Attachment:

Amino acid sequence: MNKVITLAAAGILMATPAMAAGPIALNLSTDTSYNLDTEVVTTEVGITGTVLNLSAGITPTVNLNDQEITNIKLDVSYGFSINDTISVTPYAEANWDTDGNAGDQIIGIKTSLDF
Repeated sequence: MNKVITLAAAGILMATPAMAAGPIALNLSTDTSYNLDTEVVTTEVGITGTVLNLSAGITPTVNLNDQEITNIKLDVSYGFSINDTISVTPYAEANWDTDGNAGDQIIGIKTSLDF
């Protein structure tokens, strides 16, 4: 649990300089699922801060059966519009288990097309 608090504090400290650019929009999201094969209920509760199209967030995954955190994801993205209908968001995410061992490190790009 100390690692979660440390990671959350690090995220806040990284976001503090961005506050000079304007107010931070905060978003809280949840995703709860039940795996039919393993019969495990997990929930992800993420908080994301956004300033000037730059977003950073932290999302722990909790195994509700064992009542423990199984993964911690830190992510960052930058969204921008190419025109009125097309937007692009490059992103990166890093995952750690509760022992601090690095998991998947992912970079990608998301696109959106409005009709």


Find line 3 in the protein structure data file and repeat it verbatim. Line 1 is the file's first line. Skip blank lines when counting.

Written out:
């Protein structure tokens, strides 16, 4: 649990300089699922801060059966519009288990097309 608090504090400290650019929009999201094969209920509760199209967030995954955190994801993205209908968001995410061992490190790009 100390690692979660440390990671959350690090995220806040990284976001503090961005506050000079304007107010931070905060978003809280949840995703709860039940795996039919393993019969495990997990929930992800993420908080994301956004300033000037730059977003950073932290999302722990909790195994509700064992009542423990199984993964911690830190992510960052930058969204921008190419025109009125097309937007692009490059992103990166890093995952750690509760022992601090690095998991998947992912970079990608998301696109959106409005009709």